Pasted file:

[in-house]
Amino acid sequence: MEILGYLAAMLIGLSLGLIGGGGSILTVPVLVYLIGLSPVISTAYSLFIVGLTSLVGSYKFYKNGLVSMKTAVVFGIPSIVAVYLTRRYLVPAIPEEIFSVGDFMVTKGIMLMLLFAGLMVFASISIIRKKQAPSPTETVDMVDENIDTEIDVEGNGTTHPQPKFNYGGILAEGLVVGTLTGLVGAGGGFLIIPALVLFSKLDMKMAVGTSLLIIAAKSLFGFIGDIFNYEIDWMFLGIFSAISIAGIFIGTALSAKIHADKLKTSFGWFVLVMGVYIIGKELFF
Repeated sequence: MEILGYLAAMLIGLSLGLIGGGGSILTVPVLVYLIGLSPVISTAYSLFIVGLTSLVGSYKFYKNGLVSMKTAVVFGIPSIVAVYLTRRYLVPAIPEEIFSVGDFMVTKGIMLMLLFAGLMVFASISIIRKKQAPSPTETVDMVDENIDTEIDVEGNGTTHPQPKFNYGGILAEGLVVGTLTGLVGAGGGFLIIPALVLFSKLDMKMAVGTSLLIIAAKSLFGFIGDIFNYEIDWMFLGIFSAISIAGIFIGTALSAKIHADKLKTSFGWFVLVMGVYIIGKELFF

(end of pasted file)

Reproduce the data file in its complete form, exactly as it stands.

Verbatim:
[in-house]
Amino acid sequence: MEILGYLAAMLIGLSLGLIGGGGSILTVPVLVYLIGLSPVISTAYSLFIVGLTSLVGSYKFYKNGLVSMKTAVVFGIPSIVAVYLTRRYLVPAIPEEIFSVGDFMVTKGIMLMLLFAGLMVFASISIIRKKQAPSPTETVDMVDENIDTEIDVEGNGTTHPQPKFNYGGILAEGLVVGTLTGLVGAGGGFLIIPALVLFSKLDMKMAVGTSLLIIAAKSLFGFIGDIFNYEIDWMFLGIFSAISIAGIFIGTALSAKIHADKLKTSFGWFVLVMGVYIIGKELFF
Repeated sequence: MEILGYLAAMLIGLSLGLIGGGGSILTVPVLVYLIGLSPVISTAYSLFIVGLTSLVGSYKFYKNGLVSMKTAVVFGIPSIVAVYLTRRYLVPAIPEEIFSVGDFMVTKGIMLMLLFAGLMVFASISIIRKKQAPSPTETVDMVDENIDTEIDVEGNGTTHPQPKFNYGGILAEGLVVGTLTGLVGAGGGFLIIPALVLFSKLDMKMAVGTSLLIIAAKSLFGFIGDIFNYEIDWMFLGIFSAISIAGIFIGTALSAKIHADKLKTSFGWFVLVMGVYIIGKELFF